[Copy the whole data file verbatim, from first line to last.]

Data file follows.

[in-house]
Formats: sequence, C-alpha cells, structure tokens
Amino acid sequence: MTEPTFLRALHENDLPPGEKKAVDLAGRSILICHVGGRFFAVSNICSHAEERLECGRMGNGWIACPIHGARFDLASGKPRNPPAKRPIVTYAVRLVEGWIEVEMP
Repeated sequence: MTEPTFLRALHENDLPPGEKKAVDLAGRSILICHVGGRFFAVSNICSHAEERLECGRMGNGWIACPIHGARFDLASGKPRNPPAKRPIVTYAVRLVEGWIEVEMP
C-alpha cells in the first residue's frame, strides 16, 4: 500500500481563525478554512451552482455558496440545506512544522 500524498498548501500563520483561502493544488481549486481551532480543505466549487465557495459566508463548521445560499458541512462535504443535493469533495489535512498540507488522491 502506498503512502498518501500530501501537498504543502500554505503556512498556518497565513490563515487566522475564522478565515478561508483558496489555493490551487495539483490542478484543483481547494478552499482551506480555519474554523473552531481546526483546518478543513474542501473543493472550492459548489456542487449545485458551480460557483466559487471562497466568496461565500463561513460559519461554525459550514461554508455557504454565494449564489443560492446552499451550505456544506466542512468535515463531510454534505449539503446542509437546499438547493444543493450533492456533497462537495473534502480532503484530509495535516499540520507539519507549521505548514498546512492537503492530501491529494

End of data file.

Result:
[in-house]
Formats: sequence, C-alpha cells, structure tokens
Amino acid sequence: MTEPTFLRALHENDLPPGEKKAVDLAGRSILICHVGGRFFAVSNICSHAEERLECGRMGNGWIACPIHGARFDLASGKPRNPPAKRPIVTYAVRLVEGWIEVEMP
Repeated sequence: MTEPTFLRALHENDLPPGEKKAVDLAGRSILICHVGGRFFAVSNICSHAEERLECGRMGNGWIACPIHGARFDLASGKPRNPPAKRPIVTYAVRLVEGWIEVEMP
C-alpha cells in the first residue's frame, strides 16, 4: 500500500481563525478554512451552482455558496440545506512544522 500524498498548501500563520483561502493544488481549486481551532480543505466549487465557495459566508463548521445560499458541512462535504443535493469533495489535512498540507488522491 502506498503512502498518501500530501501537498504543502500554505503556512498556518497565513490563515487566522475564522478565515478561508483558496489555493490551487495539483490542478484543483481547494478552499482551506480555519474554523473552531481546526483546518478543513474542501473543493472550492459548489456542487449545485458551480460557483466559487471562497466568496461565500463561513460559519461554525459550514461554508455557504454565494449564489443560492446552499451550505456544506466542512468535515463531510454534505449539503446542509437546499438547493444543493450533492456533497462537495473534502480532503484530509495535516499540520507539519507549521505548514498546512492537503492530501491529494